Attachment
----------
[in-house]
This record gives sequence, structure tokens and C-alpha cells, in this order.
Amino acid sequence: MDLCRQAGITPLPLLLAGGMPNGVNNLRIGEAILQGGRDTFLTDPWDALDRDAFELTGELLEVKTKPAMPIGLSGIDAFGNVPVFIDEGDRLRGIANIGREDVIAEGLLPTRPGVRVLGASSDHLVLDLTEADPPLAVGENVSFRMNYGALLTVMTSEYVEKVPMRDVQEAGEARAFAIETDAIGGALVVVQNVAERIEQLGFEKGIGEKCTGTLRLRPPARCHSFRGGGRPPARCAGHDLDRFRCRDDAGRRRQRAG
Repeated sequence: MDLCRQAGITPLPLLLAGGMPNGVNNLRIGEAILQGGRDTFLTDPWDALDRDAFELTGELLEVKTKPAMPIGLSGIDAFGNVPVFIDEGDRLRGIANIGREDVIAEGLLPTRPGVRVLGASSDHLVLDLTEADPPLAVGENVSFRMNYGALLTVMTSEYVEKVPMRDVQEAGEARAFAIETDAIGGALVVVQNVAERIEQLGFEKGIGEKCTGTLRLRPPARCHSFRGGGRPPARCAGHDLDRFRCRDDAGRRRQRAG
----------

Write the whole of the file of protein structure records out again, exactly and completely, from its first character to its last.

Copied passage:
[in-house]
This record gives sequence, structure tokens and C-alpha cells, in this order.
Amino acid sequence: MDLCRQAGITPLPLLLAGGMPNGVNNLRIGEAILQGGRDTFLTDPWDALDRDAFELTGELLEVKTKPAMPIGLSGIDAFGNVPVFIDEGDRLRGIANIGREDVIAEGLLPTRPGVRVLGASSDHLVLDLTEADPPLAVGENVSFRMNYGALLTVMTSEYVEKVPMRDVQEAGEARAFAIETDAIGGALVVVQNVAERIEQLGFEKGIGEKCTGTLRLRPPARCHSFRGGGRPPARCAGHDLDRFRCRDDAGRRRQRAG
Repeated sequence: MDLCRQAGITPLPLLLAGGMPNGVNNLRIGEAILQGGRDTFLTDPWDALDRDAFELTGELLEVKTKPAMPIGLSGIDAFGNVPVFIDEGDRLRGIANIGREDVIAEGLLPTRPGVRVLGASSDHLVLDLTEADPPLAVGENVSFRMNYGALLTVMTSEYVEKVPMRDVQEAGEARAFAIETDAIGGALVVVQNVAERIEQLGFEKGIGEKCTGTLRLRPPARCHSFRGGGRPPARCAGHDLDRFRCRDDAGRRRQRAG